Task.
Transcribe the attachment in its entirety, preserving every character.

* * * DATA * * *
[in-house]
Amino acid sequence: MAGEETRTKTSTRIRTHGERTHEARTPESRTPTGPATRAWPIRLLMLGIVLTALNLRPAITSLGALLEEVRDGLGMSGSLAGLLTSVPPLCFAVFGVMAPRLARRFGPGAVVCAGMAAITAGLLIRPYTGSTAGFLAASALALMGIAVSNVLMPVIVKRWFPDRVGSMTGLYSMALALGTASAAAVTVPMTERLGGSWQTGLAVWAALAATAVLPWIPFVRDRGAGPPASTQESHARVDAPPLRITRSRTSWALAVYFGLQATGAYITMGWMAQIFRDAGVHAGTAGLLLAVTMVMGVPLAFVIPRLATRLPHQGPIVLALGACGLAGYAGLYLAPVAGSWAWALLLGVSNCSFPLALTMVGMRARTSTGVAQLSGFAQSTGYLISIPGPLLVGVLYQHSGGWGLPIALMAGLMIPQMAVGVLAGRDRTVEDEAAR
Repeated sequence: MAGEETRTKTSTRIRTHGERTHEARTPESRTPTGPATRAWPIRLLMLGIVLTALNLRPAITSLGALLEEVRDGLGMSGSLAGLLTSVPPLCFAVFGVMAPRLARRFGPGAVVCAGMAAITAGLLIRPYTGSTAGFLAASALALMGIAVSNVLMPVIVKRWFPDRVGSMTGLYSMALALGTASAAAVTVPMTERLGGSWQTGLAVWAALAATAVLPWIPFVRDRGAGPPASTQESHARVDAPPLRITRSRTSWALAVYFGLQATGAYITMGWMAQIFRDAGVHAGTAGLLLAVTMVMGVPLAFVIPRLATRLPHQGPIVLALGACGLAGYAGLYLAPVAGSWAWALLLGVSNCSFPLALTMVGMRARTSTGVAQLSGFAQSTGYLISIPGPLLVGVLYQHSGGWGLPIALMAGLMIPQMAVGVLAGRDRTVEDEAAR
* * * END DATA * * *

[in-house]
Amino acid sequence: MAGEETRTKTSTRIRTHGERTHEARTPESRTPTGPATRAWPIRLLMLGIVLTALNLRPAITSLGALLEEVRDGLGMSGSLAGLLTSVPPLCFAVFGVMAPRLARRFGPGAVVCAGMAAITAGLLIRPYTGSTAGFLAASALALMGIAVSNVLMPVIVKRWFPDRVGSMTGLYSMALALGTASAAAVTVPMTERLGGSWQTGLAVWAALAATAVLPWIPFVRDRGAGPPASTQESHARVDAPPLRITRSRTSWALAVYFGLQATGAYITMGWMAQIFRDAGVHAGTAGLLLAVTMVMGVPLAFVIPRLATRLPHQGPIVLALGACGLAGYAGLYLAPVAGSWAWALLLGVSNCSFPLALTMVGMRARTSTGVAQLSGFAQSTGYLISIPGPLLVGVLYQHSGGWGLPIALMAGLMIPQMAVGVLAGRDRTVEDEAAR
Repeated sequence: MAGEETRTKTSTRIRTHGERTHEARTPESRTPTGPATRAWPIRLLMLGIVLTALNLRPAITSLGALLEEVRDGLGMSGSLAGLLTSVPPLCFAVFGVMAPRLARRFGPGAVVCAGMAAITAGLLIRPYTGSTAGFLAASALALMGIAVSNVLMPVIVKRWFPDRVGSMTGLYSMALALGTASAAAVTVPMTERLGGSWQTGLAVWAALAATAVLPWIPFVRDRGAGPPASTQESHARVDAPPLRITRSRTSWALAVYFGLQATGAYITMGWMAQIFRDAGVHAGTAGLLLAVTMVMGVPLAFVIPRLATRLPHQGPIVLALGACGLAGYAGLYLAPVAGSWAWALLLGVSNCSFPLALTMVGMRARTSTGVAQLSGFAQSTGYLISIPGPLLVGVLYQHSGGWGLPIALMAGLMIPQMAVGVLAGRDRTVEDEAAR